Hive construction question

Discussion in 'General Beekeeping' started by ibeelearning, Feb 28, 2015.

  1. ibeelearning

    ibeelearning Member

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    Uh-oh! This is one of those 10 beekeepers / 11 answers questions.

    I was taught, in theory, the side with the larger gap should create bee space for the top frames and reduce the building of bur comb and propolis. But, as with all theology, you can hear very wise, good and gifted beekeepers tell you just the opposite. In practice, I have found little difference. Some manufacturers produce covers the same on both sides. Some beekeepers flip according to seasons, activity, robbing, bones and tea leaves.

    However, what I do pay big attention to is the "noch" on the rim of the inner cover. I am currently obsessed with ventilation in the winter, having recently frozen some bees. My notches are now down to vent out moisture. (During the summer, I have lids propped or wine cork holes open, and entrances unrestricted to vent.)

    My hutch is, the direction of your inner cover will be the least of your excitement this first year.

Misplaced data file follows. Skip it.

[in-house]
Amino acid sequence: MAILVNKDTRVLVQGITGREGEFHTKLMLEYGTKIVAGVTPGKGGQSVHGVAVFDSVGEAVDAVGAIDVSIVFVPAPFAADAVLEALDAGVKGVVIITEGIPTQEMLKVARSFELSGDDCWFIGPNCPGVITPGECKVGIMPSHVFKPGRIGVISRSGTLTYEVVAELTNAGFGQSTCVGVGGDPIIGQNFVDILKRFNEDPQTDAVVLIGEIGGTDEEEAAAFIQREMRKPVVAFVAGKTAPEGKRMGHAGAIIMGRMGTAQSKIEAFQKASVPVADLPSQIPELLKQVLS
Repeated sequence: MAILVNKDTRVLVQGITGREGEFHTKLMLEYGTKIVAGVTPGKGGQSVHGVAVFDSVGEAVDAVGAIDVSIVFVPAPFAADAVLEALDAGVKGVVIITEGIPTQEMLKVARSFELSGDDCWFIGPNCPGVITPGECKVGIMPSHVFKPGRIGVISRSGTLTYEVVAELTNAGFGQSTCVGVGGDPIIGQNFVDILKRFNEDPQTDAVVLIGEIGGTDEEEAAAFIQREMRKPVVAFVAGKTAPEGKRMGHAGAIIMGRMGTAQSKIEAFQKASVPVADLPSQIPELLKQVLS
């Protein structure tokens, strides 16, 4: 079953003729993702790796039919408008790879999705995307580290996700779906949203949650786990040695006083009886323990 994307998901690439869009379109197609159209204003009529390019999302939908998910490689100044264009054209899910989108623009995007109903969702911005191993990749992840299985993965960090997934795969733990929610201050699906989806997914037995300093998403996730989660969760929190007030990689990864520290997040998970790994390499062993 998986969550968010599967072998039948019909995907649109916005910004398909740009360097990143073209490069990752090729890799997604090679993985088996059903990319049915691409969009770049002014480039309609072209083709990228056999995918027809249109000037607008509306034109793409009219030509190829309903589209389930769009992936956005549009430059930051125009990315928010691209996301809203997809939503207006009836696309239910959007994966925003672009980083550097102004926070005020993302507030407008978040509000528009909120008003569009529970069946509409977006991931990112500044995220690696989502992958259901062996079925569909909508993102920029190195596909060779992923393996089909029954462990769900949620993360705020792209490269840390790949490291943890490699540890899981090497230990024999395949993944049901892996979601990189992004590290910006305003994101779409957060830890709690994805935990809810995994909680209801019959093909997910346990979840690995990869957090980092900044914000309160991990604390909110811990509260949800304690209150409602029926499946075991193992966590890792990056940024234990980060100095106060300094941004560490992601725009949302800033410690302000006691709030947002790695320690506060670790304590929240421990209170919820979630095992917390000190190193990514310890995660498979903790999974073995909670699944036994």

2. Barbarian

    Barbarian New Member

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    My hives are not Langstroths. My hives have bottom bee space with the top of the frames level with the top edge of the box. I use rim down inner covers which allow the bees to move over the top bar from frame to frame.

    If I use smooth side down the bees will glue the top bars to the inner cover and also there is more risk of squashing bees when replacing the inner cover.

    Hope this helps.
     

  3. Papakeith

    Papakeith New Member

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    Let me preface this by saying I'm probably not going to help. The proper beekeeper answer to your question is , "Yes"
    Like ibeelearning said, you'll get 11 answers from 10 beekeepers
    I wouldn't think that smooth or rough wood down or up would matter. As for the shim spacing. I'd do notch up in the winter and down in the summer.
     
  4. efmesch

    efmesch Active Member

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    I vote with Papakeith.
     
  5. Walt B

    Walt B Active Member

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    Efmesch,

    WELCOME BACK! Oh, and for the thread, what Papakeith said. I'm guilty of this: I try to inject more "exactness" than is required. The bees are pretty good at taking care of things. Have fun.

    Walt